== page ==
On this day, 100 years ago, a contingent of the Australian Naval and Military Expeditionary Force (ANMEF) marched through Sydney for final embarkation. Fourteen days after Britain declared war on Germany, the ANMEF contingent made their way through streets flooded with tens of thousands of well-wishers. It would be the start of many marches to come throughout the war, and one of the many photographer Samuel J Hood captured with his Folmer and Schwing Graflex camera. Yesterday, a service was held at Government House and re-enactment of the march took place. As Royal Australian Navy (RAN) cadets marched down a soggy Macquarie Street, they paid homage to the ‘khaki clad contingent’ who had taken the same steps a century before under a clear blue sky. Continue reading
Going through the museum’s archives I came across an old photo album featuring a yacht and two men photographed during the 1930s – nothing unexpected for a maritime museum’s collection. Little did I know that I would fall in love with the boat’s story.It all started in 1932 when George and William (Willy) Clark (the ‘Lucky Clarks’ as they became known), two brothers from Sydney who were also wealthy foresters, decided to build the 9 metre gaff-rigged cutter Maluka of Kermandie following the design in Huon pine by Cliff Gale.
In 1933, the brothers took Maluka on a five month cruise off Far North Queensland, followed by a trip to Lord Howe Island the following year. The album documents these trips with numerous photos of Maluka at sea and the adventurous, care-free life of the brothers, fishing, going for picnics in remote places and mixing with the locals, reinforcing the romantic ideas of escape and private travel that have fascinated people and contributed to the characterisation of cruising sailors as bohemians and eccentrics. Continue reading
Whilst looking though the artefacts from the Dunbar shipwreck, it is difficult to imagine that anything amongst the dull metal was ever intended to decorate people’s homes. Ship fixtures blend with metal domestic and commercial goods and all have acquired the dull lacklustre look acquired by years under the sea.
Yet amongst the piles of screws, nails and concretion are some lovely examples of metal work in the shape of flowers and leaves. These pieces had obviously been part of some elaborate Victorian pieces of furniture intended to adorn the houses of Sydney. Even more lovely was when I was able to find not only the maker of some of these pieces but also what they would have originally looked like. Not so dull after all it seems! Continue reading
The wreck of the Dunbar in 1857 is a well-known story in Sydney and the effect it had on the colony at the time. One of the outcomes of the wreck was the recovery of the artefacts it left behind. In addition to the ship itself, there were hundreds of everyday objects that do not often survive the rigours of domesticity but tell the story of life in a growing colony. In effect the wreck becomes a time capsule, preserving together the materials of many different industries and areas of life.
There were many day to day items in the Dunbar collection that tell of the increasing wealth of its residents. Remnants of clocks, watches, furniture labels from iron bedframes and ovens, coins, jewellery and silver tableware are just a few. Some small but interesting pieces also found were sets of dentures. These are made of gold and despite their torture like conations, they are surprisingly delicate and one of the many wonders of what could survive a devastating shipwreck such as the Dunbar. It did get me wondering what the state of dentistry was in the colony of Sydney in 1857 and whether these dentures were an export from London, or did they possibly belong to one of the passengers? We know from the passenger list that there were a number of wealthy passengers on board who could have afforded dentures and at least one surgeon, Alexander Bayne, who might have been a practicing dentist also.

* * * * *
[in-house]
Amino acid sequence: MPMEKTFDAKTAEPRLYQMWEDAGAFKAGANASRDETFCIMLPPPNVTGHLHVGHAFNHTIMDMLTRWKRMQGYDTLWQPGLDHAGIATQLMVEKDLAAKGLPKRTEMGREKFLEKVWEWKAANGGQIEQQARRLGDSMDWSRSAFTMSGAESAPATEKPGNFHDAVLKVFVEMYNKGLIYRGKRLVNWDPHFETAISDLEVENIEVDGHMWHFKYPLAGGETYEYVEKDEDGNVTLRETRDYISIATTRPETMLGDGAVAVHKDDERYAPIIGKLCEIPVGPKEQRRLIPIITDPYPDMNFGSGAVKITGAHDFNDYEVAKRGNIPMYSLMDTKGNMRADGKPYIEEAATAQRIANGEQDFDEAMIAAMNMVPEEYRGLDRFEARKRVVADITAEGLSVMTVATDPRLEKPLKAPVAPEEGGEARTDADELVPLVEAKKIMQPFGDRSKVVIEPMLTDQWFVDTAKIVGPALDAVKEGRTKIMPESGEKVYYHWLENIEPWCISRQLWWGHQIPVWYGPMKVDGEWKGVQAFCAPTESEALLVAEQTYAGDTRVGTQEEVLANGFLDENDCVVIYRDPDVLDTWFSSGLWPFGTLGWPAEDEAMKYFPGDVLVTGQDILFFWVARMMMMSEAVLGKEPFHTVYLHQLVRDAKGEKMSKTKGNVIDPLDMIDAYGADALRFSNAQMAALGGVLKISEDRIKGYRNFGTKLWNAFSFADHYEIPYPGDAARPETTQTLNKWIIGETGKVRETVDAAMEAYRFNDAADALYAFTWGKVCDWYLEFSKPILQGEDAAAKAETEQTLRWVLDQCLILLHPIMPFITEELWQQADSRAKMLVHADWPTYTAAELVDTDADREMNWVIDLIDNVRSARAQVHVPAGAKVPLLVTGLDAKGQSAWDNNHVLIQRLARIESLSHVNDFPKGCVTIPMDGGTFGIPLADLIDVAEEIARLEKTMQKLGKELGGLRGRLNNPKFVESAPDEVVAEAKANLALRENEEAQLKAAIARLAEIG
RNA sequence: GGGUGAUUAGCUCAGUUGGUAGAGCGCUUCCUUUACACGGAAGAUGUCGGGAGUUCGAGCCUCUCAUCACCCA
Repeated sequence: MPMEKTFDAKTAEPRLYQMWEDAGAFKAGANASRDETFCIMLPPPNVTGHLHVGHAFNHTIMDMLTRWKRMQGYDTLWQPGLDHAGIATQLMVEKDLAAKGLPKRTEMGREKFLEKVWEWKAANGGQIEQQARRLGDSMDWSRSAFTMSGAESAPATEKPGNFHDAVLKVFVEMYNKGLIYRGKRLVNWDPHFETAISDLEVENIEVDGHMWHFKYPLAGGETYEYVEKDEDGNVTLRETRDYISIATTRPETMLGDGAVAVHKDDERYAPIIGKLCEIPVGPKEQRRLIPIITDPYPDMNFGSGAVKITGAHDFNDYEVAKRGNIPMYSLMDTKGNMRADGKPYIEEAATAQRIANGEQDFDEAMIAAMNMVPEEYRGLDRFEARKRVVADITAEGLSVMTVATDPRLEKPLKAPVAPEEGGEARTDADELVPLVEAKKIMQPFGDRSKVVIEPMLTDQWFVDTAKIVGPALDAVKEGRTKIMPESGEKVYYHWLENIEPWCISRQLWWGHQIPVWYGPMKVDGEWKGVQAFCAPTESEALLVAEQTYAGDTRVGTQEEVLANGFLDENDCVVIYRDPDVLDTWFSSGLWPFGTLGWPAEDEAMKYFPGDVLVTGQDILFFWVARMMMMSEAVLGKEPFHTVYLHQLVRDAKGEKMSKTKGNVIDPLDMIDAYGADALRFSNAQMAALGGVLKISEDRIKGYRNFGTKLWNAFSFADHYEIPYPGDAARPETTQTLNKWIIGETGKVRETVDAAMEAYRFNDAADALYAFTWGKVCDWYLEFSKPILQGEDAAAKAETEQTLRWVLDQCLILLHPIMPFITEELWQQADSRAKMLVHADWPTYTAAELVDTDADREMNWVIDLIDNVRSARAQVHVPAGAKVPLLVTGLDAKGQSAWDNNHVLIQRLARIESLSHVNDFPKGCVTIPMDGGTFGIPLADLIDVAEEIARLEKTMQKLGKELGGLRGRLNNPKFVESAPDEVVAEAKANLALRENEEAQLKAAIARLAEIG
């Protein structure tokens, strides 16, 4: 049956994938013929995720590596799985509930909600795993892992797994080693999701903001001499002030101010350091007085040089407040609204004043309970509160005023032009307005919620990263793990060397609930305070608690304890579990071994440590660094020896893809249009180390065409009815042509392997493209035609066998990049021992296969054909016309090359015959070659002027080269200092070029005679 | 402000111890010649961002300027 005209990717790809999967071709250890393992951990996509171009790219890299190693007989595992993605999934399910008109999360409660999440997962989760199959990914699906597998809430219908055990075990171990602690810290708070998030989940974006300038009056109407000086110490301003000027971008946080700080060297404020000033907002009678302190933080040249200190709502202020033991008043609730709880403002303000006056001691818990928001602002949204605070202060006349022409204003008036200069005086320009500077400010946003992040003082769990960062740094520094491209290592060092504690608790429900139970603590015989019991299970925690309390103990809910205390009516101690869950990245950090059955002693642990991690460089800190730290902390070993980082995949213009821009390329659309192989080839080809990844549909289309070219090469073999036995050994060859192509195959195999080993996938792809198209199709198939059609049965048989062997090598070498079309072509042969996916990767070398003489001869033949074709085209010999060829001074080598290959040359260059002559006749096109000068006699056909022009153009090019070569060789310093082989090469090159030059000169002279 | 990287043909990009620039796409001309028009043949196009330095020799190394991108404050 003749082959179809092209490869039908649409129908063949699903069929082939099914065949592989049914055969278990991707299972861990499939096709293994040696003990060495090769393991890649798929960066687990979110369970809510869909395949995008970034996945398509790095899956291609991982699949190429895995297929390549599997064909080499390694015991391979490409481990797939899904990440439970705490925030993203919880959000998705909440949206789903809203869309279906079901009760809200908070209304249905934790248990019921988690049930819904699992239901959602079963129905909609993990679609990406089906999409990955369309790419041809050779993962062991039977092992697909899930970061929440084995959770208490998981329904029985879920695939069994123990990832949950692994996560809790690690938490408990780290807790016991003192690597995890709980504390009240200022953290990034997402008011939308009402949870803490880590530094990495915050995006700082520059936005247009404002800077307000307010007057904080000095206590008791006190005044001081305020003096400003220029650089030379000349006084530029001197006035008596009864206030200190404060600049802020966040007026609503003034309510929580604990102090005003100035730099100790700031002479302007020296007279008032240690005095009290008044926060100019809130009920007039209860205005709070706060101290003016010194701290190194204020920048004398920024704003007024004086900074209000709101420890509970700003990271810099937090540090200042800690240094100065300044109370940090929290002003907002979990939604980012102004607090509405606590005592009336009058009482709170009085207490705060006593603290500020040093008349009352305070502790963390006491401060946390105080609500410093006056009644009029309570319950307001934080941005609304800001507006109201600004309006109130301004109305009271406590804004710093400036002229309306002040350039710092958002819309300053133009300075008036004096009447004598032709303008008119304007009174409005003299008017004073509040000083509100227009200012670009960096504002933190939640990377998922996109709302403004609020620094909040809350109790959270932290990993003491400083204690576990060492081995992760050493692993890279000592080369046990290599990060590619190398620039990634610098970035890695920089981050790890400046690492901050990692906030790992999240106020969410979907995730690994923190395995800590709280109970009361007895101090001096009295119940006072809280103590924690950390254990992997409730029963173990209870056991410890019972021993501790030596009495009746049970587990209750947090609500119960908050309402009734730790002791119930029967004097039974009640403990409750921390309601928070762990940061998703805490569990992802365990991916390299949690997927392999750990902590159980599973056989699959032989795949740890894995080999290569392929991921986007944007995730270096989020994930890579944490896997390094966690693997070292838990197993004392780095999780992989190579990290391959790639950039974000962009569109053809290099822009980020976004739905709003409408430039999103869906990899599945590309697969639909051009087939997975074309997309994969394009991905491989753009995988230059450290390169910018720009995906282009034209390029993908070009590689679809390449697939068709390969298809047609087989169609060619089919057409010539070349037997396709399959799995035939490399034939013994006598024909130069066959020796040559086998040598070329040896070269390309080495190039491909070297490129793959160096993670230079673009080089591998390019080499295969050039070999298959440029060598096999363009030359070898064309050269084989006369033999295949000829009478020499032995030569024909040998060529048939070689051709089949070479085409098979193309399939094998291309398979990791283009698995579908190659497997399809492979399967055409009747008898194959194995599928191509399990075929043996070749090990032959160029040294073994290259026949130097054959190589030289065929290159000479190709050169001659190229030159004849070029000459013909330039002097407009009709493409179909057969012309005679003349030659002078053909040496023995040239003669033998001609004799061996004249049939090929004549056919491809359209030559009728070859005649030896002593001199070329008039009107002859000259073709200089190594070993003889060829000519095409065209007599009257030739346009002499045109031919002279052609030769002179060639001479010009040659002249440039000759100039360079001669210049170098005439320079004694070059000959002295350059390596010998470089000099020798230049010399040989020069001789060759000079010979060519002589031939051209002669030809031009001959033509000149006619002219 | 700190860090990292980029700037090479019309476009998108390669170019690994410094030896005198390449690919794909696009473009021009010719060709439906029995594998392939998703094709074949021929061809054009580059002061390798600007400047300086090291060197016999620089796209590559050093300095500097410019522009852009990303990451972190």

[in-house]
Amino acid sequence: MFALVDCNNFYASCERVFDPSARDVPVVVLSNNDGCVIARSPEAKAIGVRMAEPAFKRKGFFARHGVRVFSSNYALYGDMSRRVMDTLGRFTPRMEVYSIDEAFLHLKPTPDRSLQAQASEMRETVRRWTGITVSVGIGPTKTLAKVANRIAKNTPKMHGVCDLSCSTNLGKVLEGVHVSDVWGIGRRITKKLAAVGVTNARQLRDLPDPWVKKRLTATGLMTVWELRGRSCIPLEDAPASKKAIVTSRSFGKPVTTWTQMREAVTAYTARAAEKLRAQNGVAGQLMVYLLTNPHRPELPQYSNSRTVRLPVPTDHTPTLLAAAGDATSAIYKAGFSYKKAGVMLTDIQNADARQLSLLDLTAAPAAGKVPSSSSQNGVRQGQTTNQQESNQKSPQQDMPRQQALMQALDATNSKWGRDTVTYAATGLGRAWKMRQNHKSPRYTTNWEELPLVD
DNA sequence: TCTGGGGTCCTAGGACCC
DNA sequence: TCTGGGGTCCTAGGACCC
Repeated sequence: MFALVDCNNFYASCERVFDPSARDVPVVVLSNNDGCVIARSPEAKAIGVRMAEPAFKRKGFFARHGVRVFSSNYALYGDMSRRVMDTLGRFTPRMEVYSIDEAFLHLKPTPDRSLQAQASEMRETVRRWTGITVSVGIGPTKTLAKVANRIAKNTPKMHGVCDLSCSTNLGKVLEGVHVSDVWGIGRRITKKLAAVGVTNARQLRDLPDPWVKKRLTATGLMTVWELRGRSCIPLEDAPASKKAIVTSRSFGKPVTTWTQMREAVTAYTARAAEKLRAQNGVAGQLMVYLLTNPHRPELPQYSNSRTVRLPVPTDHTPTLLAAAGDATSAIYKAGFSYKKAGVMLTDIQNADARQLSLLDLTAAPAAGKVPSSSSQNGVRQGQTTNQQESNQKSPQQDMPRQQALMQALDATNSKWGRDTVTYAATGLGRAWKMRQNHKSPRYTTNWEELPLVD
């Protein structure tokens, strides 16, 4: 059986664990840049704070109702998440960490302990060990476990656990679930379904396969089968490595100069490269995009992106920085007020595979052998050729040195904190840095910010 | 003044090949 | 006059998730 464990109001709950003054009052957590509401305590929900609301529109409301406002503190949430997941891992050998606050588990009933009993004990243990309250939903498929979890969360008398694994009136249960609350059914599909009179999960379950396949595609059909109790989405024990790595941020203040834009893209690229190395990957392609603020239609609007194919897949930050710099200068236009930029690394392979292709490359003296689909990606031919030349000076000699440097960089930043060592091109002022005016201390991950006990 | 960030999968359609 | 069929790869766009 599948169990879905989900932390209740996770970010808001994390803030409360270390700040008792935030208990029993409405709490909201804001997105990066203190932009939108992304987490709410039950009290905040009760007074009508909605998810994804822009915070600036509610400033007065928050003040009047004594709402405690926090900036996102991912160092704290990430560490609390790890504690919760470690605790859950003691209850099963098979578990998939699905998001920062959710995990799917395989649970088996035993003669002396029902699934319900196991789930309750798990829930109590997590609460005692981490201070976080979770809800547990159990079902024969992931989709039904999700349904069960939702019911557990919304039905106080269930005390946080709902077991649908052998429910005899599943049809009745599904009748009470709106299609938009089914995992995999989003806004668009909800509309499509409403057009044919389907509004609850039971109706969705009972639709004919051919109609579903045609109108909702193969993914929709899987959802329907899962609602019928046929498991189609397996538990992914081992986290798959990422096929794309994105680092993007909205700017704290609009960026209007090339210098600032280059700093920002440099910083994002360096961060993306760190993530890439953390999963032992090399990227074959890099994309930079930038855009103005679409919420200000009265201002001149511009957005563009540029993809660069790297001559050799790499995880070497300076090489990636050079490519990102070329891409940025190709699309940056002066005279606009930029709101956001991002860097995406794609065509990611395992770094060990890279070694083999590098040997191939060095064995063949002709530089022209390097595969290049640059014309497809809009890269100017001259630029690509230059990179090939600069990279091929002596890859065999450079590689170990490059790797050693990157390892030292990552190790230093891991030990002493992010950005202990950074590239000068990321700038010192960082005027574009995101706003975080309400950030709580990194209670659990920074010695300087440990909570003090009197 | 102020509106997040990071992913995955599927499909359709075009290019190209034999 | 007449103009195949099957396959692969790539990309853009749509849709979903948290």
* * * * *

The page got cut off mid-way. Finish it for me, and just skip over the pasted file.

Dentistry across the globe up until this point was an unregulated industry and attracted many pretenders. Traditionally the practice was a side industry for surgeons, chemists and even silversmiths. Australian newspapers from the early 1800’s onwards have numerous advertisements for dentists. And it is interesting to see that most promote other services as well. There were ‘dentists’ who were also apocathries, accoucheurs (male midwives), surgeons, photographers and ‘cuppers’ (practitioners of bloodletting). The usual arrangement at this time was to set up a practice in a room in your house and advertise the hours you would be ‘at home’. It was a relatively casual affair it seems as there was no sterilization or hygiene standards to consider so a ‘dentist’ could indeed be multi-tasking practitioner. Continue reading
The museum recently acquired the journal of the Liverpool barque Loch Bredan, by Chief Officer Robert Robertson Smythe. This wonderful logbook/journal was written and beautifully illustrated by Smythe during his 123-day voyage from Sydney to Liverpool via Cape Horn from the 25 July 1902 to 24 November 1902.
The Loch Bredan, built in 1882, was a steel-hulled barque of the ‘Loch’ ships of Liverpool owned by D&J Sproat & Co. She traded between England, Australia and New Zealand, arriving for the first time in Australia at Watsons Bay on November 1891 after a three-month journey from Antwerp, Belgium. In 1902, the Loch Bredan was forced to return to port within a fortnight of leaving Sydney on the return journey to Liverpool. During this trip, the ship ran into such severe weather that three life boats were smashed along with the charthouse’s doors.
She left Adelaide in September 1903 having picked up crew and cargo and disappeared with no scrap of wreckage ever found. Chief Officer Smythe was not on board, as he had signed off after arriving in Liverpool in November 1902. During this voyage, (the last one before its disappearance) the ship’s carpenter used the teakwood of these doors to make the covers for Smythe’s journal. These covers and the memories written on its pages are the only remaining pieces of the Loch Bredan today. Continue reading